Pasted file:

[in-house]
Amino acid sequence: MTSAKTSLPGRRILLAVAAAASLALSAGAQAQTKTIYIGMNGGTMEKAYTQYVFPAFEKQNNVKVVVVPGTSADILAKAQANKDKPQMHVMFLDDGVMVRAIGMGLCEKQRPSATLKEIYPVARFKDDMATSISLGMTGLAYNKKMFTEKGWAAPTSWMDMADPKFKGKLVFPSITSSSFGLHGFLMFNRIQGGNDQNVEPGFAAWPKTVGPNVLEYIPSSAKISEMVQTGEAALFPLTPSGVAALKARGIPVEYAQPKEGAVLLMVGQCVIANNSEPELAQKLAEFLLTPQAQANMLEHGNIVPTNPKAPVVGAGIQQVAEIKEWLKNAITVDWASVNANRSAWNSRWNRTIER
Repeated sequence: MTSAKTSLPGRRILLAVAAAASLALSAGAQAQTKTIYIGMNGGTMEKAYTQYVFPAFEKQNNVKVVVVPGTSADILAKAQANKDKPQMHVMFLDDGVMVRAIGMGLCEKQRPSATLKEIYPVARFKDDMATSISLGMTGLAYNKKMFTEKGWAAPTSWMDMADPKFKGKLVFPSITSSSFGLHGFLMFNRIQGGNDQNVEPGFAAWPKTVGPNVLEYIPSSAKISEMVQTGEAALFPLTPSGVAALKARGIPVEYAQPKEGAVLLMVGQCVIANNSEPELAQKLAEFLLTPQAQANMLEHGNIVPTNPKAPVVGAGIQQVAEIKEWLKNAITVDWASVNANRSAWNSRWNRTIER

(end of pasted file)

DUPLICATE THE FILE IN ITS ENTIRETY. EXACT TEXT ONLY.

[in-house]
Amino acid sequence: MTSAKTSLPGRRILLAVAAAASLALSAGAQAQTKTIYIGMNGGTMEKAYTQYVFPAFEKQNNVKVVVVPGTSADILAKAQANKDKPQMHVMFLDDGVMVRAIGMGLCEKQRPSATLKEIYPVARFKDDMATSISLGMTGLAYNKKMFTEKGWAAPTSWMDMADPKFKGKLVFPSITSSSFGLHGFLMFNRIQGGNDQNVEPGFAAWPKTVGPNVLEYIPSSAKISEMVQTGEAALFPLTPSGVAALKARGIPVEYAQPKEGAVLLMVGQCVIANNSEPELAQKLAEFLLTPQAQANMLEHGNIVPTNPKAPVVGAGIQQVAEIKEWLKNAITVDWASVNANRSAWNSRWNRTIER
Repeated sequence: MTSAKTSLPGRRILLAVAAAASLALSAGAQAQTKTIYIGMNGGTMEKAYTQYVFPAFEKQNNVKVVVVPGTSADILAKAQANKDKPQMHVMFLDDGVMVRAIGMGLCEKQRPSATLKEIYPVARFKDDMATSISLGMTGLAYNKKMFTEKGWAAPTSWMDMADPKFKGKLVFPSITSSSFGLHGFLMFNRIQGGNDQNVEPGFAAWPKTVGPNVLEYIPSSAKISEMVQTGEAALFPLTPSGVAALKARGIPVEYAQPKEGAVLLMVGQCVIANNSEPELAQKLAEFLLTPQAQANMLEHGNIVPTNPKAPVVGAGIQQVAEIKEWLKNAITVDWASVNANRSAWNSRWNRTIER